49. Example of Depth of Development in Score Points 1 and 2 Ideas Score: 1 Topic: Design a class I think this class is needed. It will help me in many ways like accomplishing my goals and get more job experience for my chosen career. It will help me accomplish my goals by giving me more of an insight on what and how I want to lead my life. So I would know if the career of my choice is right for me. So I can still explore new options. It would give me the experience that I need for what I want and how I want my life to go. The point I am trying to make is without this class I don’t know what I want. So please get this class and I will thank you. Ideas Score: 2 Topic: Design a class Many people believe that we don’t really need a lot of our high school classes. For example, how many of us are going to use algebra or history in real life. That’s why I think you should have a course I would call working. When you are in high school you can get a job and I think they should have a course on that. That way when a student gets a job, they will be more experienced in what they are doing. This class will show students what is expected at work. It will teach us to act like adults when we finish school. The working class will also teach us how to manage our money and balance a checkbook. We would take field trips to different kinds of jobs. I want to be able to compete for the jobs that I want. I think I am not the only person that feels that way either. I believe that if you were to do this many people would stay in school and try to get through it so they would have a better life in the future. Students wouldn’t think school was a waste of time.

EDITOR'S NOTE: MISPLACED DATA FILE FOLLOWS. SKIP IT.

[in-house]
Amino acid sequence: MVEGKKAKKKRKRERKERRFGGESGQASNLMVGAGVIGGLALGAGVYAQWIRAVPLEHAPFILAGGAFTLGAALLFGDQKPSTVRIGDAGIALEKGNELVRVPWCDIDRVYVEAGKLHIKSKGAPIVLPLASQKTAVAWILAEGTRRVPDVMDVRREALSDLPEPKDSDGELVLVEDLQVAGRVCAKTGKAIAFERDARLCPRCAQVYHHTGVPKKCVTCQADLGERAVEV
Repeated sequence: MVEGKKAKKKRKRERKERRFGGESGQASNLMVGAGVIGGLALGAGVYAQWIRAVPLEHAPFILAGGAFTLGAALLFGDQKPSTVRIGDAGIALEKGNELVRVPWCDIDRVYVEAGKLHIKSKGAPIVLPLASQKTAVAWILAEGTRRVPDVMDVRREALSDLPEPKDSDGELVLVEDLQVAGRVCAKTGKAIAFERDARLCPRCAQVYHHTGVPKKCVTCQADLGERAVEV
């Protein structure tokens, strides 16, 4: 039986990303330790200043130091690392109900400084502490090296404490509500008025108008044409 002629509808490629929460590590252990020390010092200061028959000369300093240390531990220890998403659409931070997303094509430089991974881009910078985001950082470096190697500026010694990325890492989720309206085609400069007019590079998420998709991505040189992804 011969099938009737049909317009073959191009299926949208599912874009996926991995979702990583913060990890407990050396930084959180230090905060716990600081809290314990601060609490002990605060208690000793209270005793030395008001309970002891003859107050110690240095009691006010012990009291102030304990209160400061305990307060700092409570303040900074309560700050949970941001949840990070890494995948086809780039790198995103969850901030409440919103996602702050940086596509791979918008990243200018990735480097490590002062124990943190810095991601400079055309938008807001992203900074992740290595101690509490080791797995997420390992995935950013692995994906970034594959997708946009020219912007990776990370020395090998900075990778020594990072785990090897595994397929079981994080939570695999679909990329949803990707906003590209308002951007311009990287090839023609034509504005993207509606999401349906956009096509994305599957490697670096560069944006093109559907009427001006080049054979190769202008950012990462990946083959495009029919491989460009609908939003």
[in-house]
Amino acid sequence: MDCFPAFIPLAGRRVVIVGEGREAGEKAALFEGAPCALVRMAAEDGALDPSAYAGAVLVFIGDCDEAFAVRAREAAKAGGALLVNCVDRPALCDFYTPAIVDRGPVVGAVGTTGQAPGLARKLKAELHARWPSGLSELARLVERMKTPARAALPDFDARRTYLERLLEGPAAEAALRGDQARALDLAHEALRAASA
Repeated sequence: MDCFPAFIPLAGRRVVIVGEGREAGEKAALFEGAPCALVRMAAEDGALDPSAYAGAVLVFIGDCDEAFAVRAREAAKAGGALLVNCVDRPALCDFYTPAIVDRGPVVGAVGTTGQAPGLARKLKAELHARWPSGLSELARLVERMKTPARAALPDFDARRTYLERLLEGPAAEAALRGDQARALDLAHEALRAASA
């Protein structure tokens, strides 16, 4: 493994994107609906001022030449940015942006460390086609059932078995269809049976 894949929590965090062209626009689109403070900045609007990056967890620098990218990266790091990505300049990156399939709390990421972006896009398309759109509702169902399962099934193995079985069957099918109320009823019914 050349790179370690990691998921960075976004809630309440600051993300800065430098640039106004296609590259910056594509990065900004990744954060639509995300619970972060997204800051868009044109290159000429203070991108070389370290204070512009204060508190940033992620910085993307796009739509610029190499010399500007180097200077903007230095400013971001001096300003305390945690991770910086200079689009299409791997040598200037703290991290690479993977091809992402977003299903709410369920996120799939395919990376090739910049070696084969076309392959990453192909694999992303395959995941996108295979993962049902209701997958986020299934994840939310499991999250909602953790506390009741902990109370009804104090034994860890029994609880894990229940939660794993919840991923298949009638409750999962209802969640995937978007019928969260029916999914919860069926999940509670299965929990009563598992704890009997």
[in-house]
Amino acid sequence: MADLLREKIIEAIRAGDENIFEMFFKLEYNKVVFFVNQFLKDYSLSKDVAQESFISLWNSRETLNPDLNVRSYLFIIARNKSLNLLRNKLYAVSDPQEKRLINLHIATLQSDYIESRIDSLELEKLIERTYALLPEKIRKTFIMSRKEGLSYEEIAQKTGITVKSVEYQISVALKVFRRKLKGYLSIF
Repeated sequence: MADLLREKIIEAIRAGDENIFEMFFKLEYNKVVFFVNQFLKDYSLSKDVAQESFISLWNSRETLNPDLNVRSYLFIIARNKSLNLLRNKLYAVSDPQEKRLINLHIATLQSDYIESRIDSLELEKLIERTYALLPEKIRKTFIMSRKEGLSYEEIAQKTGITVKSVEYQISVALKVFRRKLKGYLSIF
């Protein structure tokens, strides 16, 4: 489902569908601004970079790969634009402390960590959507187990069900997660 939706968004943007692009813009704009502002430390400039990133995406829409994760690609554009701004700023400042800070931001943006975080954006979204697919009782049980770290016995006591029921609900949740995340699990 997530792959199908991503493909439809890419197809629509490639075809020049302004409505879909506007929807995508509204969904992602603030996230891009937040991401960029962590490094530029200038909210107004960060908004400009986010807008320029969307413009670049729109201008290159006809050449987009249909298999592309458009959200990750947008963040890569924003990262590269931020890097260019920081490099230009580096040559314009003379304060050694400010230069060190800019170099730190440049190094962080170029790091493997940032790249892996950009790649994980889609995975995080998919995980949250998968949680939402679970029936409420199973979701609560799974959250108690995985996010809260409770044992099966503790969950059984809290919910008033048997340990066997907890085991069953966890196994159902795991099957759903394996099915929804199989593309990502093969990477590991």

50. Example of Depth of Development in Score Point 3 Ideas Score: 3 Topic: Design a class Many of my classmates complain that they will never use any of the subjects they study in school after they graduate because they do not know how to apply school subjects to the real world. That is why I think that an “applying school skills” class should be offered at this school. This new class would be a good way to teach teenagers how each school subject will be valuable in their everyday lives. Just because students can add and subtract doesn’t mean that they can balance a checkbook. Just because students can write a book report doesn’t mean they can write a resume. A high school diploma doesn’t mean we can take care of ourselves. Taking field trips to local businesses would show how people use their education in the working world. Students could see how newspaper writers use English skills, engineers use math skills, and doctors use scientific knowledge. This would make students care more about all their other classes because they wouldn’t think learning these subjects was wasting their time. I would want to learn about money and time management, how to write a resume, and how to take care of a house and a car, but my classmates might have different interests. If you ask them what is important to them, they will tell you. Please consider this course as an elective for the next school year.